Redskins

No. 13 Florida wins 79-58 at Yale

No. 13 Florida wins 79-58 at Yale

NEW HAVEN, Conn. (AP) Kenny Boynton matched his career high with 28 points on 8-for-10 shooting from 3-point range and No. 13 Florida used a 26-3 run spanning the halves to beat Yale 79-58 on Sunday night.

Will Yeguette had 14 points and Mike Rosario added 13 for the Gators (10-2), whose losses were to No. 3 Arizona and No. 25 Kansas State. The Gators shot 60 percent from the field for the game (30 for 50), including 9 of 17 from 3-point range.

Justin Sears had 15 points and Javier Duren added 14 for the Bulldogs (5-11), who have lost four of five.

Yale was hanging around for most of the first half, getting to 21-20 with 5:27 to play in the opening 20 minutes. Then came the run and it was a matter of Florida deciding how large a margin of victory it would be.

Florida's 14-3 run to close the half made it 35-23, its largest lead until then. Yale missed six of seven shots in the run and had two turnovers.

That wasn't the worst of it. The Gators scored the first 12 points of the second half, the run closing on a 3-pointer by Boynton that made it 47-23 with 18:17 to play. The Bulldogs, who had turnovers on four consecutive possessions in the run - all in the backcourt, called three timeouts within the first 5 minutes.

Florida, which played its starters until the final 2 minutes, kept its lead around 20 points for most of the second half.

You know it was a big game at the John J. Lee Amphitheater because all four balconies were full behind the baskets, including the one that is for standees only. What was missing was the Yale band, who like other students were on break. There were 10 NBA scouts, however, in the lower section next to where the band would have been.

After the opening flurry of turnovers by both teams - Yale's didn't include a missed alley-oop pass way above the rim like Florida's did - the Gators had the 21-20 lead with 5:27 to play in the first half. That didn't sit well with the Florida fans in attendance, the ones with some orange mixed in with the blue.

The Gator fans even got into a ``chomp'' with about 8 minutes to play.

The Yale fans, on the other hand were loving it early but there were several occasions where they moaned when the Bulldogs wouldn't take advantage of numbers on the break. They also wanted more 3-point attempts but those are hard to come by with Florida's size advantage on the wings.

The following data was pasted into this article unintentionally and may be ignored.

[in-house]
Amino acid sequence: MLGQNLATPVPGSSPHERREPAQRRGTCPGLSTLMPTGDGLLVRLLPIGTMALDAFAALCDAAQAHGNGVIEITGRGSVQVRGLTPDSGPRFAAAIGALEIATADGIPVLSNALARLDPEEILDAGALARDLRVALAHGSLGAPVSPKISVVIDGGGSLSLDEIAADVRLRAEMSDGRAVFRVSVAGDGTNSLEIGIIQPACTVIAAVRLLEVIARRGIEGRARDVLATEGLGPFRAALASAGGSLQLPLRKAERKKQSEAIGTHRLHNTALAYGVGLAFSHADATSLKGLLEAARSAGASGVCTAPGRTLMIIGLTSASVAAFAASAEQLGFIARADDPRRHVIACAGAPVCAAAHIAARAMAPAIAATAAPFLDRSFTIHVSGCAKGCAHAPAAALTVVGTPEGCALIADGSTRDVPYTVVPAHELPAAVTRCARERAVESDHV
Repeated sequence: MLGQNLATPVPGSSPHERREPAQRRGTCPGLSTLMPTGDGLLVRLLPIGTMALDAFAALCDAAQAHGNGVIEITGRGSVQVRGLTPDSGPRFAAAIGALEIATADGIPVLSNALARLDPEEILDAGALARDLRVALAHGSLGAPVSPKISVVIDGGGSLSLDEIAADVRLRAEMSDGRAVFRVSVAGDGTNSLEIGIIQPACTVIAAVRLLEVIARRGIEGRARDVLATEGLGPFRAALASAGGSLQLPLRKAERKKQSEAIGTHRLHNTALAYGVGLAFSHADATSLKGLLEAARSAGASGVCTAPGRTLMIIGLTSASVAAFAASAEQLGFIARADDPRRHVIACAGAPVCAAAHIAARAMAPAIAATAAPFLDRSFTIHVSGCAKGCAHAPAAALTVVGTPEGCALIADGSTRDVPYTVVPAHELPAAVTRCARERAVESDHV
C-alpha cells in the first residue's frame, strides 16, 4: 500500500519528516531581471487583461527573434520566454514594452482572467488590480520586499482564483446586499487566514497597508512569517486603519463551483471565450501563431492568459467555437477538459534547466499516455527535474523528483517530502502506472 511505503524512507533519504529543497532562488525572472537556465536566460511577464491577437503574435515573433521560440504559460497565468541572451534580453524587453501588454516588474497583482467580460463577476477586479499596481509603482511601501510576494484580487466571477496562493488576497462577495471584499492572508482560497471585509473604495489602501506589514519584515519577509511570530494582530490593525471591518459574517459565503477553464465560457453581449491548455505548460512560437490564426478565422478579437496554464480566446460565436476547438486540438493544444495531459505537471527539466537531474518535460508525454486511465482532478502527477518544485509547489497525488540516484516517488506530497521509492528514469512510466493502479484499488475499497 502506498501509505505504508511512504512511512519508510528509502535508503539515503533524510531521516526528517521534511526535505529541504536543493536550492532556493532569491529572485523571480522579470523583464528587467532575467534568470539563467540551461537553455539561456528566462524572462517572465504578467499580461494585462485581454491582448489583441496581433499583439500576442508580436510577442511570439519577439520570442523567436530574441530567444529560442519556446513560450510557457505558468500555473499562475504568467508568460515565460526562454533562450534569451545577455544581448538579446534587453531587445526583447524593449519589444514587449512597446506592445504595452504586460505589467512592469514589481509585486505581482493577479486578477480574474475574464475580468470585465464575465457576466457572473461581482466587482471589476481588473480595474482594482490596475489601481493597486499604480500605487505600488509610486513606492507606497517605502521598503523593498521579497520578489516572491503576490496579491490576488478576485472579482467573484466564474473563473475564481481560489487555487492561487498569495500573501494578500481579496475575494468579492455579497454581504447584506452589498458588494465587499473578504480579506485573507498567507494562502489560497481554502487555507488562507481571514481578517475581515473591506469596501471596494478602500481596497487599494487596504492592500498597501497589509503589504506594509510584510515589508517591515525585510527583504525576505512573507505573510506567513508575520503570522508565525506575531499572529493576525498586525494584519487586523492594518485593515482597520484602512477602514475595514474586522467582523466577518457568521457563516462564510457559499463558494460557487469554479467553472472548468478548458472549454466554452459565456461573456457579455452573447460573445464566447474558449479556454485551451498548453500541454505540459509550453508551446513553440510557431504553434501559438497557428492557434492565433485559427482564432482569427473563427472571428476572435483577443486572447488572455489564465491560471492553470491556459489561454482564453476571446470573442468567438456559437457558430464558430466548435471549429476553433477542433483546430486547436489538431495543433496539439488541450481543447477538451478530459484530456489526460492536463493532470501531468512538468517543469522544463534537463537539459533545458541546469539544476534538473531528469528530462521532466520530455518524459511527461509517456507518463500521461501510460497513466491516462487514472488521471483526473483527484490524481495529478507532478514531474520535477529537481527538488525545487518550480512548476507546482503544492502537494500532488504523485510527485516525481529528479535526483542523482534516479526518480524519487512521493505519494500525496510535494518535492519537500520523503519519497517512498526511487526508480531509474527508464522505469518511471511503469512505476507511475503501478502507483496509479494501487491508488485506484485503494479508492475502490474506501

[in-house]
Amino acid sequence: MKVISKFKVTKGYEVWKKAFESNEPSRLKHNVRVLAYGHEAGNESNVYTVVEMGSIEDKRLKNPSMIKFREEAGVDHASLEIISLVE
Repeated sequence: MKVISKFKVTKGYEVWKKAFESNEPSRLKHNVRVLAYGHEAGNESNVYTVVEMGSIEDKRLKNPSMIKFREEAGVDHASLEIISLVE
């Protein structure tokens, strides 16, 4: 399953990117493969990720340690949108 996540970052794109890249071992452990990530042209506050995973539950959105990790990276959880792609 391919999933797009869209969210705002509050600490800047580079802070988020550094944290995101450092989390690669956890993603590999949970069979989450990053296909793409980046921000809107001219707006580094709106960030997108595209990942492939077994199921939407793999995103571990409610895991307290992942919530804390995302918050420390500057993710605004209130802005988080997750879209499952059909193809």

Yale was 2 of 9 from 3-point range in the first half while the Gators were 2 of 6. But Florida shot 54.2 percent overall (13 of 24) while the Bulldogs hit 36 percent (9 of 25).

Florida's Erik Murphy didn't play because of bruised ribs. The 6-foot-10 senior missed a chance to play near his native South Kingstown, R.I., about a 2-hour drive from New Haven. Yeguette started in Murphy's place.

The Gators are 7-2 all-time against Ivy League schools but this was their first time as a visitor. This series was a 2-for-1 so since Florida won 90-70 last season at Gainesville, the Bulldogs have one more trip to the O'Connell Center, which holds 12,633. Payne-Whitney Gym on Yale's campus holds 2,532.

Florida was Yale's home opponent between two Division III schools - Albertus Magnus, a 112-63 victory, and Oberlin on Saturday.

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There's reason for excitement about Trey Quinn, and the numbers back it up

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There's reason for excitement about Trey Quinn, and the numbers back it up

No Redskins receiver caught more than 45 passes last season, and the team lost their steadiest wideout of the last two years when Jamison Crowder signed with the Jets in free agency. 

Even with that, the Redskins coaching staff remains bullish on the team's pass catchers for this season, and second-year pro Trey Quinn is a big reason why.

Last season as a seventh-round rookie, Quinn made the team after showing great hands and a consistent ability to get separation from defenders. Listed at 6-foot and 200 pounds, Quinn is a natural slot receiver in the NFL, but last year, that role very clearly belonged to Crowder. 

With Crowder gone, that role has changed.

"Trey Quinn has taken over the inside slot role," Redskins head coach Jay Gruden said during minicamp. 
"He’s confident, he’s quick, he’s got strong hands, he’s physical, [and] he’s tough," 

The toughness will be key, as Quinn twice landed on the injured reserve list in his rookie season. He played in just three games last year but made an impact when he was on the field, grabbing nine catches and scoring a touchdown in Dallas. 

Looking at Crowder's production over the last four seasons, Quinn will get lots of opportunities.

In four seasons starting in 2015, Crowder played in 56 games and averaged 5.8 targets per game. He started in 28 games, and in those games, his targets doubled to 11.75 per start. That's a lot of action for the slot role in Gruden's offense. 

Looking at the Redskins potential quarterbacks, Quinn would be an asset for any of them. Case Keenum's game definitely works well with skilled slot WRs - like Stefon Diggs in Minnesota two seasons ago. If rookie Dwayne Haskins gets the starting job, he could certainly use a consistent target in the middle of the field, and Quinn should serve that role. Should Colt McCoy take over as Redskins starter, he and Quinn actually found success on the field last season, particularly against the Cowboys. 

In fact, Keenum is already speaking highly of the former Mr. Irrelevant.